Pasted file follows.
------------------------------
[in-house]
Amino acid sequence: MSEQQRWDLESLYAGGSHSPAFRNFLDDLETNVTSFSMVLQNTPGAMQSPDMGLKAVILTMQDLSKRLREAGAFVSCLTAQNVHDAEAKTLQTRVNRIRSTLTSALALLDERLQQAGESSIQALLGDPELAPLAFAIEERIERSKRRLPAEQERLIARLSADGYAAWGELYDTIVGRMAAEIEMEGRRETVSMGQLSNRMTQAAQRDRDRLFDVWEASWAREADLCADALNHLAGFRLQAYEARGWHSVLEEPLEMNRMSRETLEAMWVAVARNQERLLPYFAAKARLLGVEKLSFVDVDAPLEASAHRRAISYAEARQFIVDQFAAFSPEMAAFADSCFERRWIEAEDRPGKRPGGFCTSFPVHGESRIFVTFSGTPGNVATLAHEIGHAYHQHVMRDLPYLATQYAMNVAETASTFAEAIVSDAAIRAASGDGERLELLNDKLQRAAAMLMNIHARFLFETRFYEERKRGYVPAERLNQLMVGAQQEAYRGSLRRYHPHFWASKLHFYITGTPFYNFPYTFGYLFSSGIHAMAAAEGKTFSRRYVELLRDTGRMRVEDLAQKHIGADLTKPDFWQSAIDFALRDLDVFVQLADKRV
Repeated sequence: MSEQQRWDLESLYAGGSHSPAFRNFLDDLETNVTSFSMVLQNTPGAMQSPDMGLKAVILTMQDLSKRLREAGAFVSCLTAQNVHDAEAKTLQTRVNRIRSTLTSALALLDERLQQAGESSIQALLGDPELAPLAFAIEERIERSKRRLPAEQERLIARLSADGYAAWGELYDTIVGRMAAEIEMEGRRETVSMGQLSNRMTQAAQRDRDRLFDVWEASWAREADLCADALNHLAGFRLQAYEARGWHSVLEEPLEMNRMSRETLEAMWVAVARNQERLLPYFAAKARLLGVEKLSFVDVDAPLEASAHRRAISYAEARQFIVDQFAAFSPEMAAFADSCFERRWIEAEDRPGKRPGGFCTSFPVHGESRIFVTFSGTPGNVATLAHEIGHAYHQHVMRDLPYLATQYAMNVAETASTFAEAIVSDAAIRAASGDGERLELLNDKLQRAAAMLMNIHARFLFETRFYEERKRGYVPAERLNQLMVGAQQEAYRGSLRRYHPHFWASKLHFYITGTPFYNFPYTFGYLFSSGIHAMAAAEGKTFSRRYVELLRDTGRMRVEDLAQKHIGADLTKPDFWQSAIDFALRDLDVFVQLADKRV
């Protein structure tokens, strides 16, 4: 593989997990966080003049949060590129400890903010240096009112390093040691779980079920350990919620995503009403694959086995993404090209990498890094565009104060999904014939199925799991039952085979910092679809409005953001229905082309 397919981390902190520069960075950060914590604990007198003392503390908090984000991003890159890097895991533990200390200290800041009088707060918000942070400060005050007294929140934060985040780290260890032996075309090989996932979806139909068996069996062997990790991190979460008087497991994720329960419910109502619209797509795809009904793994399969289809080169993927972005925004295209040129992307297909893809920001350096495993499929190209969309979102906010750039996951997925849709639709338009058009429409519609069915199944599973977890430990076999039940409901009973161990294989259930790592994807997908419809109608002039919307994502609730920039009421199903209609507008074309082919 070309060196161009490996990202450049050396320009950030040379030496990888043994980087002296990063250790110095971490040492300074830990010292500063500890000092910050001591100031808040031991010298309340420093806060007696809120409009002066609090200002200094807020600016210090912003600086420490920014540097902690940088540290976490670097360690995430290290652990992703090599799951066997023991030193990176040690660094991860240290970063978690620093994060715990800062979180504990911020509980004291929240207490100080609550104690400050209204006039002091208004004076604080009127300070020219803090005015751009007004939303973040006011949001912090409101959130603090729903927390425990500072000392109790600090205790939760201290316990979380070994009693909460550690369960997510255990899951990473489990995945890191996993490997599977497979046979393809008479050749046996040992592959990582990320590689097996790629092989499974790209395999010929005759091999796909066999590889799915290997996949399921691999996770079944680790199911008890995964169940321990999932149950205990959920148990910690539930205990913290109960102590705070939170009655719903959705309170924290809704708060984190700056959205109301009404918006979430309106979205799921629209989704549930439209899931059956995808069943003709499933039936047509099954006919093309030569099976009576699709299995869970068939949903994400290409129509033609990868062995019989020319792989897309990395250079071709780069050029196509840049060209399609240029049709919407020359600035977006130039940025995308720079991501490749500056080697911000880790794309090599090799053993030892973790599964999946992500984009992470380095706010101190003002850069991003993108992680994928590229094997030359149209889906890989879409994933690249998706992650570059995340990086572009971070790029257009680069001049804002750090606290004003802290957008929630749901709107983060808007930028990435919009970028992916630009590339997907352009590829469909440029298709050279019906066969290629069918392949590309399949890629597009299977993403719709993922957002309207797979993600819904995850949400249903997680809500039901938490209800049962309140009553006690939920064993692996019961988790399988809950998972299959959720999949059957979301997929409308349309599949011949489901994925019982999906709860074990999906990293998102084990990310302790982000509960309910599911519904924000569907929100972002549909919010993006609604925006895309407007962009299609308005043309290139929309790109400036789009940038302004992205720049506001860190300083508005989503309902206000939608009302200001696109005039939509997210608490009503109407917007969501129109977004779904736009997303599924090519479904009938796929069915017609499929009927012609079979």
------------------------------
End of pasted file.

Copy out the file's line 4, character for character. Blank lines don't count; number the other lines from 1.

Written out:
């Protein structure tokens, strides 16, 4: 593989997990966080003049949060590129400890903010240096009112390093040691779980079920350990919620995503009403694959086995993404090209990498890094565009104060999904014939199925799991039952085979910092679809409005953001229905082309 397919981390902190520069960075950060914590604990007198003392503390908090984000991003890159890097895991533990200390200290800041009088707060918000942070400060005050007294929140934060985040780290260890032996075309090989996932979806139909068996069996062997990790991190979460008087497991994720329960419910109502619209797509795809009904793994399969289809080169993927972005925004295209040129992307297909893809920001350096495993499929190209969309979102906010750039996951997925849709639709338009058009429409519609069915199944599973977890430990076999039940409901009973161990294989259930790592994807997908419809109608002039919307994502609730920039009421199903209609507008074309082919 070309060196161009490996990202450049050396320009950030040379030496990888043994980087002296990063250790110095971490040492300074830990010292500063500890000092910050001591100031808040031991010298309340420093806060007696809120409009002066609090200002200094807020600016210090912003600086420490920014540097902690940088540290976490670097360690995430290290652990992703090599799951066997023991030193990176040690660094991860240290970063978690620093994060715990800062979180504990911020509980004291929240207490100080609550104690400050209204006039002091208004004076604080009127300070020219803090005015751009007004939303973040006011949001912090409101959130603090729903927390425990500072000392109790600090205790939760201290316990979380070994009693909460550690369960997510255990899951990473489990995945890191996993490997599977497979046979393809008479050749046996040992592959990582990320590689097996790629092989499974790209395999010929005759091999796909066999590889799915290997996949399921691999996770079944680790199911008890995964169940321990999932149950205990959920148990910690539930205990913290109960102590705070939170009655719903959705309170924290809704708060984190700056959205109301009404918006979430309106979205799921629209989704549930439209899931059956995808069943003709499933039936047509099954006919093309030569099976009576699709299995869970068939949903994400290409129509033609990868062995019989020319792989897309990395250079071709780069050029196509840049060209399609240029049709919407020359600035977006130039940025995308720079991501490749500056080697911000880790794309090599090799053993030892973790599964999946992500984009992470380095706010101190003002850069991003993108992680994928590229094997030359149209889906890989879409994933690249998706992650570059995340990086572009971070790029257009680069001049804002750090606290004003802290957008929630749901709107983060808007930028990435919009970028992916630009590339997907352009590829469909440029298709050279019906066969290629069918392949590309399949890629597009299977993403719709993922957002309207797979993600819904995850949400249903997680809500039901938490209800049962309140009553006690939920064993692996019961988790399988809950998972299959959720999949059957979301997929409308349309599949011949489901994925019982999906709860074990999906990293998102084990990310302790982000509960309910599911519904924000569907929100972002549909919010993006609604925006895309407007962009299609308005043309290139929309790109400036789009940038302004992205720049506001860190300083508005989503309902206000939608009302200001696109005039939509997210608490009503109407917007969501129109977004779904736009997303599924090519479904009938796929069915017609499929009927012609079979």